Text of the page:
I follow the procedure and I get as far as testing the connection, which succeeds. Once I press Next, the program terminates and Windows Server tells me that it has.

    • Simple Simon

      Just open the xlsx in office 2010 and save as xls, then import from BIDS as always.

  • Anovick

    I didn’t quite get to complete that post. But the jist is there. It crashes. Is there an earlier version of ACE that I should be using?
    Andrew Novick
    SQL Server MVP

  • Hrvoje Piasevoli

    Hi Andrew,
    I’ve just tested the Import/Export Wizard on SQL 2008 R2 (64 bit) + W2k8 R2 with ACE 64 bit and works without problems. Note that I also have Excel 2010 installed on that server. Can I contact you over e-mail/skype/gtalk? My account is hrvoje.piasevoli.

    • Hrvoje Piasevoli

      Hi Andrew,
      I just want to update with my latest testing. After having uninstalled Excel from the server, removing Desktop experience feature and installing the Office ACE 64bit provider I can confirm that Import/Export Wizard on SQL 2008 R2 (64 bit) + W2k8 R2 with ACE 64 bit works without problems.


  • techvslife

    The first solution does not allow you to edit the package, which many of us need to add things like unpivots and other transforms.
    The second solution does not work for access accdb databases (there’s a bug — only excel spreadsheets can be linked to by sql server using the 64-bit drivers):

  • Pingback: So You’ve Installed SQL Server…Now What? « Learning SQL Server()

  • Ahmad_hashemi

    I have problem with Solution 2 – Using OLE DB Source in DataFlow with SQL Server as the Data Source
    i got: OLE DB provider “Microsoft.ACE.OLEDB.12.0” for linked server “(null)” returned message “Unspecified error”.
    Msg 7303, Level 16, State 1, Line 1
    Cannot initialize the data source object of OLE DB provider “Microsoft.ACE.OLEDB.12.0” for linked server “(null)”.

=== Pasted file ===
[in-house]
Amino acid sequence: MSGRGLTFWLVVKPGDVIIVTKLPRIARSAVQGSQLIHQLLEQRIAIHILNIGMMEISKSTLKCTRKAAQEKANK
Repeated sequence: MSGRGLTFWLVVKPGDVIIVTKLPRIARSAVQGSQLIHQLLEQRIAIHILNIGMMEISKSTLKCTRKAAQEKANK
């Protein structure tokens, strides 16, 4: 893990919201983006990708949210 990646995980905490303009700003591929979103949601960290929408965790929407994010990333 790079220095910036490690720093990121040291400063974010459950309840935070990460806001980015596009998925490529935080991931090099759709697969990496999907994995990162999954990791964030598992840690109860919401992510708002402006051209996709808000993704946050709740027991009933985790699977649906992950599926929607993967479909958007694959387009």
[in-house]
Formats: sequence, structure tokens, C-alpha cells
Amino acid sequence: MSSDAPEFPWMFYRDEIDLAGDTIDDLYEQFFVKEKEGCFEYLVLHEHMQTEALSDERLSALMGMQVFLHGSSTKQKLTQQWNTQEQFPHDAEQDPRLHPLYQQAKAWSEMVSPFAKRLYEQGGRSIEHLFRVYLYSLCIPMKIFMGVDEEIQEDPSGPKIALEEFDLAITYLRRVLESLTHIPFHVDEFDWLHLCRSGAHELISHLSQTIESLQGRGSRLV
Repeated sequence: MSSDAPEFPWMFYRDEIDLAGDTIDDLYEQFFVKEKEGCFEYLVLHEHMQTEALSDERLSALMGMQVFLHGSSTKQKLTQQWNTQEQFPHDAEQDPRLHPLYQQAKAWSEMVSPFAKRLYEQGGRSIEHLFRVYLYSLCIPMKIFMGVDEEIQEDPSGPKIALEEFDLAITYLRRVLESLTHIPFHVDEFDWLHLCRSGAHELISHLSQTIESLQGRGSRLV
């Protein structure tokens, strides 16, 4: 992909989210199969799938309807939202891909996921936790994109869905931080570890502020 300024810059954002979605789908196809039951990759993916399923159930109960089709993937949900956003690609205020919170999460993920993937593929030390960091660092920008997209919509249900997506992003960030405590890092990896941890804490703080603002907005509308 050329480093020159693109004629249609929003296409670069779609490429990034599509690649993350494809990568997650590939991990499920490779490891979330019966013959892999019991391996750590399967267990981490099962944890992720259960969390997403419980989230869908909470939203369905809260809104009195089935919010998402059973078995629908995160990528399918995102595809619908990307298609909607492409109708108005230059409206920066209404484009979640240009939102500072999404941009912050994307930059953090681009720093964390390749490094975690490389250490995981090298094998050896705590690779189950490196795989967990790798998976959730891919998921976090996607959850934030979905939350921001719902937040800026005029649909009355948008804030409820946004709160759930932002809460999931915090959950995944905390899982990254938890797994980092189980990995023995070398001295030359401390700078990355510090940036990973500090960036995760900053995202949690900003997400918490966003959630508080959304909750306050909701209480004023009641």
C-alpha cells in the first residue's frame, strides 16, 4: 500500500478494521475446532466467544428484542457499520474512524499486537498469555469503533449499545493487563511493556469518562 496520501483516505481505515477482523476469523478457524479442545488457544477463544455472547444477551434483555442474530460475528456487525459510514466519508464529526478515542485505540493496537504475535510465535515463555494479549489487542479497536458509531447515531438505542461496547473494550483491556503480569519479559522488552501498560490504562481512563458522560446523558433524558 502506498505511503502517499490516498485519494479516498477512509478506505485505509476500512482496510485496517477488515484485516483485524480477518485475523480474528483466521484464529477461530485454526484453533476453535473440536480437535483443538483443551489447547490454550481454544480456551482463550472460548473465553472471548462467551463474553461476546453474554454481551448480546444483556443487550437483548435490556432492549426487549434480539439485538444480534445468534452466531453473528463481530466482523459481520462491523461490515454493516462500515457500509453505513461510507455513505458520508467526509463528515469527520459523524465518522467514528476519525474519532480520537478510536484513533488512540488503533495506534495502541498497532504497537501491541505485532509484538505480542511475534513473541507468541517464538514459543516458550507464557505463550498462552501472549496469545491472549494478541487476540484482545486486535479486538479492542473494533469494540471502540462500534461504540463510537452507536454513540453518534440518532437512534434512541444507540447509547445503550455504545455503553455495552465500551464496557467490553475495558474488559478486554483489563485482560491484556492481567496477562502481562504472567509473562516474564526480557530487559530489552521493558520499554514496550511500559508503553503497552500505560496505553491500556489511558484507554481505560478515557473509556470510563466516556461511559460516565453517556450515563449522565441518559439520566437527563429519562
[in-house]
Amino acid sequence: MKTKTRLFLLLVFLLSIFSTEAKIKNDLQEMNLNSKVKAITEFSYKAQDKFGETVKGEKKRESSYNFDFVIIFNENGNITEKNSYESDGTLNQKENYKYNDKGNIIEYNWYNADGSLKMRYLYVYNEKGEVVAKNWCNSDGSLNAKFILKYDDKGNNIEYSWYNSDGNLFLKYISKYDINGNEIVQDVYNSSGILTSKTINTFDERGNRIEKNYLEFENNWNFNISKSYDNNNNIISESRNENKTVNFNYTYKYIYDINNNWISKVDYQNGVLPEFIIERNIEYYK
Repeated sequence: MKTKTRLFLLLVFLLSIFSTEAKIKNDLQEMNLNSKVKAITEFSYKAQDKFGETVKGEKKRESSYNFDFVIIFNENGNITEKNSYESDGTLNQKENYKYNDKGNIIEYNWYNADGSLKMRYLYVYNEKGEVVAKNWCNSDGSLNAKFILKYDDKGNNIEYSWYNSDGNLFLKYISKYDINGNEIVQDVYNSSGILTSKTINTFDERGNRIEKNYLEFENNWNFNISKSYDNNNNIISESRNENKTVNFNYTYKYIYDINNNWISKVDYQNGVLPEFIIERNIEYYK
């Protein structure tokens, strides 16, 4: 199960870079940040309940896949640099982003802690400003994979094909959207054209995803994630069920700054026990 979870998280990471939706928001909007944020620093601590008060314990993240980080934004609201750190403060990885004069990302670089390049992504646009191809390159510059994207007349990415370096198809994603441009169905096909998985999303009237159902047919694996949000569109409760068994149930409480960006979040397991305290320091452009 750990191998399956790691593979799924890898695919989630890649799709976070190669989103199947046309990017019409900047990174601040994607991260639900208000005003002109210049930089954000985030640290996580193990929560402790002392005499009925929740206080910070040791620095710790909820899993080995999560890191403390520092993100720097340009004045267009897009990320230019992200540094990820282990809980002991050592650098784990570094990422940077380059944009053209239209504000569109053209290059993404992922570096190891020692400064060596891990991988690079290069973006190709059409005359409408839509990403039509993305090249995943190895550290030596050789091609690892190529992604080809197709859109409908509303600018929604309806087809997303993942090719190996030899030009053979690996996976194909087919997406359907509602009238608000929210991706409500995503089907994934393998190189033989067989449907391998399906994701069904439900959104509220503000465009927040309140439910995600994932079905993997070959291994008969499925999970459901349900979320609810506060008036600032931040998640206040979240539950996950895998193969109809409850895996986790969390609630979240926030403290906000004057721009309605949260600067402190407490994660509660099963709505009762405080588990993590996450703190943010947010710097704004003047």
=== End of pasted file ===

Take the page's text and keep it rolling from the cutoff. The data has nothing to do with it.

• Hrvoje Piasevoli

      Hi, Have you set the server properties (first code snippet)? Do you have the Office ACE 64bit provider installed on your SQL server?

      • Alexander Schneider

        Hi, I set the server properties from the first code snippet and my admin installed “Microsoft Access Database Engine 2010 Redistributable” 64bit and I have still the error Ahmad_hashemi described.
        Any idea, what could be the problem?

  • Jopicarra

    I’m having a problem using the solution 2 but in a Store Procedure.
    Sometimes, if I try to load many excel files, the transaction never ends, and when you cancel, it stays rolling back for all eternity, or until you reset the SQL server. Did it ever happened to you using SSIS?
    Maybe it’s time to change to SSIS.

    • Hrvoje Piasevoli

      Hi, no I haven’t done any excessive testing at all unfortunately.

  • Richard Mascarenhas

    What a wonderfully written post… nice job and yes, you saved me a LOT of time and hassle. Thank you so much!

    • Hrvoje Piasevoli

      Hi Richard, so nice to here that. Thanks for dropping a comment other than “…it’s not working for me” :). What I didn’t realize when I was writing the post was that it’d also save my time more than once. Cheers

  • Ken Woodruff

    FYI, I was able to get this working using the ACE OLEDB driver directly as an OLE DB Source in a dataflow without needing to go through SQL Server or OPENROWSET.  Details here

    • Hrvoje Piasevoli